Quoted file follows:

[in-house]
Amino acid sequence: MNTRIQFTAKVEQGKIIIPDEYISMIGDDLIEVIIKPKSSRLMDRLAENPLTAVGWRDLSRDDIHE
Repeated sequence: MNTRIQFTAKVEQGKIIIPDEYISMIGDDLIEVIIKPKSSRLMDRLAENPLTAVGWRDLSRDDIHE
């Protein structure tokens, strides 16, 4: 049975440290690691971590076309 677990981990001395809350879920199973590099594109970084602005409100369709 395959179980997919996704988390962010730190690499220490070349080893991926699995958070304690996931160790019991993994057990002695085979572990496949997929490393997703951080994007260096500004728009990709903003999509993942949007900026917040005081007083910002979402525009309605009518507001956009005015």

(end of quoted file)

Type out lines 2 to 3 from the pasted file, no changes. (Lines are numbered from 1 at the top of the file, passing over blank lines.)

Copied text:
Amino acid sequence: MNTRIQFTAKVEQGKIIIPDEYISMIGDDLIEVIIKPKSSRLMDRLAENPLTAVGWRDLSRDDIHE
Repeated sequence: MNTRIQFTAKVEQGKIIIPDEYISMIGDDLIEVIIKPKSSRLMDRLAENPLTAVGWRDLSRDDIHE